Wednesday, February 3, 2010

Bring Many Names

When I should have been working yesterday, I spent a little time hunting for an audio or video version of "Bring Many Names," the haunting and beautiful hymn by Brian Wren. It is my all-time favorite, and I've vowed to haunt DairyStateMom or the DairyStateKids if it's not played at my funeral.

The best I could do was a YouTube rendition in which, sadly, the organ drowns out the lyrics.

I was inspired to undertake the hunt after reading Ms. Kitty's sermon from this past Sunday.

Here are the lyrics as it is now sung in most Christian churches in which it is used.

If you're familiar with the hymn from our own Singing the Living Tradition you might note that the Fifth Stanza's words are different in the lyrics to which I linked above.

Actually, I've seen two different revisions:

Young, growing God, eager, on the move,
seeing all, and fretting at our blindness,
crying out for justice,
giving all you have:
Hail and Hosanna,
young, growing God!

as well as

Young, growing God, eager, on the move,
saying no to falsehood and unkindness,
crying out for justice, giving all you have:
Hail and hosanna, young, growing God!

Here is how we UUs sing that verse--Wren's original lyrics:

Young, growing God, eager still to know,
willing to be changed by what you've started
quick to be delighted, singing as you go,
Hail and Hosanna,
young, growing God!

Wren tells the story of that lyric change here:
The fifth stanza ("Young, growing God") was revised in August 1988 after conversations with the Mennonite-Brethren Hymnal Council (USA). The original read: "Young, growing God, eager still to know,/willing to be changed by what you've started,/quick to be delighted,/singing as you go etc.". I stand by the theology, but believe the revision better suggests God's "youthfulness."

I do like the notion of God "saying no to falsehood," "crying out for justice," or, for that matter, "seeing all and fretting at our blindness" -- but frankly, I find those revisions a bit clunky. And to me the image of God "willing to be changed by what you've started" is far more moving and profound.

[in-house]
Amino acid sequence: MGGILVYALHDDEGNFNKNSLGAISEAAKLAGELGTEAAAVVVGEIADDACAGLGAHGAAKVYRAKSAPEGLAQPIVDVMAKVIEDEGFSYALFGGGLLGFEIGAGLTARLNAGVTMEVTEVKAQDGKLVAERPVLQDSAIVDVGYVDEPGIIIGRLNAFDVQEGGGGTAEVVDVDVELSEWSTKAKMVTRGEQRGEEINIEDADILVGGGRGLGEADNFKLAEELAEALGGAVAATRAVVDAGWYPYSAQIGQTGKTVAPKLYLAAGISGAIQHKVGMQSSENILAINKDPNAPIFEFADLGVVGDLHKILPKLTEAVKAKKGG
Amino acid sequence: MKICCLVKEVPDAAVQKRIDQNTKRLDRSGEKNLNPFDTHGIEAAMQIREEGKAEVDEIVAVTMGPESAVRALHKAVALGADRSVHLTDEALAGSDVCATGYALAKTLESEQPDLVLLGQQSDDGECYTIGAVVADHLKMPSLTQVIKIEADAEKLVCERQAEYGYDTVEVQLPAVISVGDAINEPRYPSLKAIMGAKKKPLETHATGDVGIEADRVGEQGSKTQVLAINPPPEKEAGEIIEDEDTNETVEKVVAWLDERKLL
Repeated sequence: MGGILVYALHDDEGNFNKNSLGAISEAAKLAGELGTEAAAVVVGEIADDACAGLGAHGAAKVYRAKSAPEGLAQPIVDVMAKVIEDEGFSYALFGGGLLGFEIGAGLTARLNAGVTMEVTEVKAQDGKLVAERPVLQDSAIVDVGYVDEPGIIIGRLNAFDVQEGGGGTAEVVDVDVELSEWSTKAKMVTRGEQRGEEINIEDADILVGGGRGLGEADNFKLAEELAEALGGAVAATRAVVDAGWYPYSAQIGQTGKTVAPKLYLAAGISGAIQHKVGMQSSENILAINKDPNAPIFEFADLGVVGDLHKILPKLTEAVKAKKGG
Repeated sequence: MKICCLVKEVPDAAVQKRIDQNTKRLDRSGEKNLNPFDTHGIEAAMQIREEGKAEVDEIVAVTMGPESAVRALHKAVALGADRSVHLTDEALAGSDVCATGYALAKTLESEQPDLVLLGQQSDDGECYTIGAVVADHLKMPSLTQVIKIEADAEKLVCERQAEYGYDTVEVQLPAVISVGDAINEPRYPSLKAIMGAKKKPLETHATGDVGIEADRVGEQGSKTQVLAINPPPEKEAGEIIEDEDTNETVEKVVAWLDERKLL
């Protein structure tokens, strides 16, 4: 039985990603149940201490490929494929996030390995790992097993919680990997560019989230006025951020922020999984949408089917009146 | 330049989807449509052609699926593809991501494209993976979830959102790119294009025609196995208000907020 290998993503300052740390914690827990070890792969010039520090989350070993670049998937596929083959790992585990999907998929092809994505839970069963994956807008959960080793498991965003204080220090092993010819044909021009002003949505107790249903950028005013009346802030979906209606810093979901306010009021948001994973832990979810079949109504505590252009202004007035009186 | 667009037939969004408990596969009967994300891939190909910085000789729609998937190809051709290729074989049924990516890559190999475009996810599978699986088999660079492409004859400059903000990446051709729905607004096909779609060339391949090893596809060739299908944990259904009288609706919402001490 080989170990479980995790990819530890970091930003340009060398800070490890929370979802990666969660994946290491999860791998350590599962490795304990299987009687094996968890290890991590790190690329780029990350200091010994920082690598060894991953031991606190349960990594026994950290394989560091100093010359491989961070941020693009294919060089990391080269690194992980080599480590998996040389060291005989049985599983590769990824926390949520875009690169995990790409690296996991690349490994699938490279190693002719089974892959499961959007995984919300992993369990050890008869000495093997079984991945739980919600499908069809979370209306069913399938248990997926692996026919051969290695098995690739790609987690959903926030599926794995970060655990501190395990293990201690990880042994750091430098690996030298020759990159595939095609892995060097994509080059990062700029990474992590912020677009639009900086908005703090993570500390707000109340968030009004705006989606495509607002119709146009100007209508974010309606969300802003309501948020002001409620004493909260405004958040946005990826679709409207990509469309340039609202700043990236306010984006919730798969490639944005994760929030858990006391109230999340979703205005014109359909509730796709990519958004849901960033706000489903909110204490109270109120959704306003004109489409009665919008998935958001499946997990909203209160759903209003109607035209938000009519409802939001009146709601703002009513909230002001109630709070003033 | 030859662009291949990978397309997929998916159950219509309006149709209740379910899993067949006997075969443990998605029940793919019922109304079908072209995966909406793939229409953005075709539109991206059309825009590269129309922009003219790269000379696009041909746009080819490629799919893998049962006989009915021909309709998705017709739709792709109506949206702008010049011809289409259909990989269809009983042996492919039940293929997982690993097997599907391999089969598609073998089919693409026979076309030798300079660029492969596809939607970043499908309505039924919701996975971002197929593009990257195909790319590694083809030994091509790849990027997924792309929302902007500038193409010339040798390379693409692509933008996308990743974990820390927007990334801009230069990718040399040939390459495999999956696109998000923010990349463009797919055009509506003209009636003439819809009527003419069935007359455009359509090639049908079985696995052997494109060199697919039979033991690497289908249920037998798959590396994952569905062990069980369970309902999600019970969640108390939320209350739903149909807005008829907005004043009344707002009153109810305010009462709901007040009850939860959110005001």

I am glad Wren doesn't repudiate the theology that inspired him. And I'm glad, too, that we UUs -- so often criticized for changing hymns to match our own theological inclinations** -- stuck with the original lyrics on this one...

(**obligatory Keillor link eschewed)


  1. Thanks for the nod, DSD. That hymn thrills me whenever I hear it or sing it. So profound.

  2. Another thing I love about the hymn is not merely the inclusion of images of "Mother" and "Father" God -- but the use of counter-stereotypical images. So it is the Mother God who is "setting each equation" and the Father God who is "hugging every child."

    I have yet to get through this hymn without weeping...

  3. It is track #11 on the Chancel Choir of First Unitarian Church of Oakland's Bring Many Names - Music From Our Liberal Religious Tradition CD.

    Thanks, DSD, for sharing the lyrical variations and Wren's words about his choices.

    This indeed is a beautiful hymn that, when I was new to UUism, gave me an in into the gray book hymns that up to then had just seemed churchier (i.e., too reminiscent of hymns of my fundamentalist youth) than I was then comfortable with. "BMN" helped me get past that hang up.


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